On paper, Indiana looks a little bit better. Domantas Sabonis, the center from Gonzaga is the most complete player on either team. The Pacers are well-coached by Nate McMillan and play really good team defense, as any team with Malcolm Brogdon in its lineup will.
But Miami is the favorite—a solid (-310) one at that. A big part of that is likely due to doubts about how much Victor Oladipo can give the Pacers. But another facet is that the Heat are really well-balanced themselves. Jimmy Butler leads the way and Bam Adebayo gives Miami their own young big man who can battle down low. When it comes to coaching, Erik Spoelstra doesn’t have to take a back seat to McMillan.
That’s why I lean Miami. But my confidence level is not as strong as the oddsmakers.
Nuggets-Jazz: If you’re looking for an electric pace and teams flying up and down the floor, the Denver-Utah series won’t be for you. Both teams are among the slowest-pace in the league. But if you’re looking for a really good competitive battle with the ultimate outcome in doubt, then this series is most definitely for you.
Denver is the 3-seed and the (-200) betting favorite, but the Nuggets are dealing with injuries. Fortunately for Denver, one of those injuries is not to Nikola Jokic, so the versatile big man who averages 20 points/10 rebounds/7 assists per game can still be the deciding factor in this series. Jamal Murray, and his 19/5/5 line is also on hand.
Utah will miss point guard Mike Conley for a couple games after he left the bubble for the birth of his son. That could be the difference in this series. The Jazz get great play from the forward spots with Rudy Gay and Donovan Mitchell. Joe Ingles provides a veteran presence in the backcourt. But Utah needs Conley to advance, so whether they stay afloat without him will tell us a lot about how this series plays out.
THE STARS COME OUT
All eyes are on the Los Angeles teams, with the Lakers and Clippers being 1-2 in the West and their prospective conference finals matchup being the big attraction of this entire postseason. The Lakers will play Portland in the first round, while the Clips pair up against Dallas.
The LA teams are going to advance without any real difficulty, but the stars from the Blazers and Mavs will have their moments. Portland’s Damian Lilliard is already one of the big stories of the bubble. Along with backcourt mate CJ McCollum, he can fill a stat sheet. And so can Dallas’ great combo of Luka Doncic and Kristaps Porzingis.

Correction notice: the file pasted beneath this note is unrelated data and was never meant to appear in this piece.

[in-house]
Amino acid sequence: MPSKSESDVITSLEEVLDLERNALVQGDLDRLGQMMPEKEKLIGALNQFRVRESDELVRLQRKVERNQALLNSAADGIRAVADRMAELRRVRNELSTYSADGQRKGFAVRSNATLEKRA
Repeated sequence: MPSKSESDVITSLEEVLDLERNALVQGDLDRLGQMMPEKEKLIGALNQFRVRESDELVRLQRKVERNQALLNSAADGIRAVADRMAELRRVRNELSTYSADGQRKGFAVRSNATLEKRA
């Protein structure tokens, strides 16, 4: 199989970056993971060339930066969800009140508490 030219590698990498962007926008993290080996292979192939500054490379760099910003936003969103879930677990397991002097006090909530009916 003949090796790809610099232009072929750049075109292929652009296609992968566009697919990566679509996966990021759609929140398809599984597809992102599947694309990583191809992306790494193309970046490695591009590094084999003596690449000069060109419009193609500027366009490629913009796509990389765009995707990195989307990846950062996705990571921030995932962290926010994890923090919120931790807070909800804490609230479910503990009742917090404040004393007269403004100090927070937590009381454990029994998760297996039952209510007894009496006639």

The problem with both underdogs is that neither plays defense. Dallas is mediocre and Portland is flat-out awful. That’s why, neutral floor or not, no upset is coming out of either series.
Milwaukee and Toronto hold down the top two seeds in the Eastern Conference and they rank 1-2 in the league defensively. The Bucks have the game’s best player in Giannis Antetoukounmpo and perhaps its best coach in Mike Budenholzer. One man who might argue that status with Budenholzer is Toronto’s Nick Nurse. Nurse may have won an NBA title last year, but the job he has done this season without Kawhi Leonard is simply unreal.
Brooklyn plays Toronto, while Orlando matches up with Milwaukee. Both underdogs play respectable defense, but they have a different problem than their counterparts in the West. The injuries are just piling up for both. If either series makes it to a Game 6, it would be a surprise.
You take my betting guidance at your own risk, but if I’m going to offer analysis, I’ll at least put myself on record with picks. The moneyline for each series winner is in parentheses. If you wager the favorite, that’s the amount you’d need to bet in order to recoup a $100 profit. In you bet the underdog, the moneyline is the profit you get back on a $100 bet. The asterisk indicates those I would actually place money on if I were a betting man.